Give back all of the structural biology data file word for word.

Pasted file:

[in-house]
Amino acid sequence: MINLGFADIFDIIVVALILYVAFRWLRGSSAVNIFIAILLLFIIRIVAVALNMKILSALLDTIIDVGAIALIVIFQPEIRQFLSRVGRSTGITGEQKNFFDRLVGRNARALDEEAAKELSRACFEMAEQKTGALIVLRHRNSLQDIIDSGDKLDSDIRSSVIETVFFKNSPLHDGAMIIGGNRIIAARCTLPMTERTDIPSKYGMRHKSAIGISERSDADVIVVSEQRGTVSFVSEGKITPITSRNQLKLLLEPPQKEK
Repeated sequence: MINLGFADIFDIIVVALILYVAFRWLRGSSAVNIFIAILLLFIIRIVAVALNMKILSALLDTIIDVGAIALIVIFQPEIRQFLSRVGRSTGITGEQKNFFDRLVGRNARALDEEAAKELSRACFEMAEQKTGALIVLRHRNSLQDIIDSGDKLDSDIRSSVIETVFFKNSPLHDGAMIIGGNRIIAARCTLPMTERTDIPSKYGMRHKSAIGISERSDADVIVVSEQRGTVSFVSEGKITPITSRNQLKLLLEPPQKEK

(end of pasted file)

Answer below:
[in-house]
Amino acid sequence: MINLGFADIFDIIVVALILYVAFRWLRGSSAVNIFIAILLLFIIRIVAVALNMKILSALLDTIIDVGAIALIVIFQPEIRQFLSRVGRSTGITGEQKNFFDRLVGRNARALDEEAAKELSRACFEMAEQKTGALIVLRHRNSLQDIIDSGDKLDSDIRSSVIETVFFKNSPLHDGAMIIGGNRIIAARCTLPMTERTDIPSKYGMRHKSAIGISERSDADVIVVSEQRGTVSFVSEGKITPITSRNQLKLLLEPPQKEK
Repeated sequence: MINLGFADIFDIIVVALILYVAFRWLRGSSAVNIFIAILLLFIIRIVAVALNMKILSALLDTIIDVGAIALIVIFQPEIRQFLSRVGRSTGITGEQKNFFDRLVGRNARALDEEAAKELSRACFEMAEQKTGALIVLRHRNSLQDIIDSGDKLDSDIRSSVIETVFFKNSPLHDGAMIIGGNRIIAARCTLPMTERTDIPSKYGMRHKSAIGISERSDADVIVVSEQRGTVSFVSEGKITPITSRNQLKLLLEPPQKEK